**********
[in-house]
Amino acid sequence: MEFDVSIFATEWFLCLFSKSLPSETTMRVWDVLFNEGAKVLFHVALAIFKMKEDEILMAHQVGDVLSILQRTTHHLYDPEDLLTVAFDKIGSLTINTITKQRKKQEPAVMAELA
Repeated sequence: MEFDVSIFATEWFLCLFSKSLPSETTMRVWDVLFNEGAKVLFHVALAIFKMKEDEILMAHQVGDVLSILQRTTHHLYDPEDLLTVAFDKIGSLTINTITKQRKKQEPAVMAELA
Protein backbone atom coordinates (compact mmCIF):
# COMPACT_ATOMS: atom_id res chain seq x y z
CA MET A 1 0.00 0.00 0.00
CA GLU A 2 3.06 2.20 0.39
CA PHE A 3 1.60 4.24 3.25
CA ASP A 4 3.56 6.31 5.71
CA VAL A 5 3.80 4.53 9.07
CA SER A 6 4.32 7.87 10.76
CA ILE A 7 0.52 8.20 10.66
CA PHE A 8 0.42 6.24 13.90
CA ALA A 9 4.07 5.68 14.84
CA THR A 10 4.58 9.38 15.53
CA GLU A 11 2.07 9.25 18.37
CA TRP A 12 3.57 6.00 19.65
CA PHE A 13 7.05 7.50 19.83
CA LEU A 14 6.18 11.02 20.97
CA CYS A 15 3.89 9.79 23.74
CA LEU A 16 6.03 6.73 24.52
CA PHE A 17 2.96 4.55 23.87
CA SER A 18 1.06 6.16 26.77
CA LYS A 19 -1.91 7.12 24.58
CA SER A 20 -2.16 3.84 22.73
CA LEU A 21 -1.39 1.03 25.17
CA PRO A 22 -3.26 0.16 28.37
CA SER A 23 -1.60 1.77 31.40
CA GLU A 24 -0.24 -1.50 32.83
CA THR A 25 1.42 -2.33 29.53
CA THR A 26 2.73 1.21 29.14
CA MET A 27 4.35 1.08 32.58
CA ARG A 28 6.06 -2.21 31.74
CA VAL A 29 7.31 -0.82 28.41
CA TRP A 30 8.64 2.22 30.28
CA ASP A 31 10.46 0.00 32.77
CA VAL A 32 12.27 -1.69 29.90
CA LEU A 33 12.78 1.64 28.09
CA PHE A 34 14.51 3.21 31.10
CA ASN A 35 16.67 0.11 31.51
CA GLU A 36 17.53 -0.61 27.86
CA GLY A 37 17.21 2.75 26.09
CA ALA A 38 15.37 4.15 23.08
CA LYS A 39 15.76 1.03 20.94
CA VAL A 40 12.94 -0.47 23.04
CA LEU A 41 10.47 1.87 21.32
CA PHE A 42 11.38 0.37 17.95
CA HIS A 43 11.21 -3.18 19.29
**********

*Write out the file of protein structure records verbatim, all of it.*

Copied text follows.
[in-house]
Amino acid sequence: MEFDVSIFATEWFLCLFSKSLPSETTMRVWDVLFNEGAKVLFHVALAIFKMKEDEILMAHQVGDVLSILQRTTHHLYDPEDLLTVAFDKIGSLTINTITKQRKKQEPAVMAELA
Repeated sequence: MEFDVSIFATEWFLCLFSKSLPSETTMRVWDVLFNEGAKVLFHVALAIFKMKEDEILMAHQVGDVLSILQRTTHHLYDPEDLLTVAFDKIGSLTINTITKQRKKQEPAVMAELA
Protein backbone atom coordinates (compact mmCIF):
# COMPACT_ATOMS: atom_id res chain seq x y z
CA MET A 1 0.00 0.00 0.00
CA GLU A 2 3.06 2.20 0.39
CA PHE A 3 1.60 4.24 3.25
CA ASP A 4 3.56 6.31 5.71
CA VAL A 5 3.80 4.53 9.07
CA SER A 6 4.32 7.87 10.76
CA ILE A 7 0.52 8.20 10.66
CA PHE A 8 0.42 6.24 13.90
CA ALA A 9 4.07 5.68 14.84
CA THR A 10 4.58 9.38 15.53
CA GLU A 11 2.07 9.25 18.37
CA TRP A 12 3.57 6.00 19.65
CA PHE A 13 7.05 7.50 19.83
CA LEU A 14 6.18 11.02 20.97
CA CYS A 15 3.89 9.79 23.74
CA LEU A 16 6.03 6.73 24.52
CA PHE A 17 2.96 4.55 23.87
CA SER A 18 1.06 6.16 26.77
CA LYS A 19 -1.91 7.12 24.58
CA SER A 20 -2.16 3.84 22.73
CA LEU A 21 -1.39 1.03 25.17
CA PRO A 22 -3.26 0.16 28.37
CA SER A 23 -1.60 1.77 31.40
CA GLU A 24 -0.24 -1.50 32.83
CA THR A 25 1.42 -2.33 29.53
CA THR A 26 2.73 1.21 29.14
CA MET A 27 4.35 1.08 32.58
CA ARG A 28 6.06 -2.21 31.74
CA VAL A 29 7.31 -0.82 28.41
CA TRP A 30 8.64 2.22 30.28
CA ASP A 31 10.46 0.00 32.77
CA VAL A 32 12.27 -1.69 29.90
CA LEU A 33 12.78 1.64 28.09
CA PHE A 34 14.51 3.21 31.10
CA ASN A 35 16.67 0.11 31.51
CA GLU A 36 17.53 -0.61 27.86
CA GLY A 37 17.21 2.75 26.09
CA ALA A 38 15.37 4.15 23.08
CA LYS A 39 15.76 1.03 20.94
CA VAL A 40 12.94 -0.47 23.04
CA LEU A 41 10.47 1.87 21.32
CA PHE A 42 11.38 0.37 17.95
CA HIS A 43 11.21 -3.18 19.29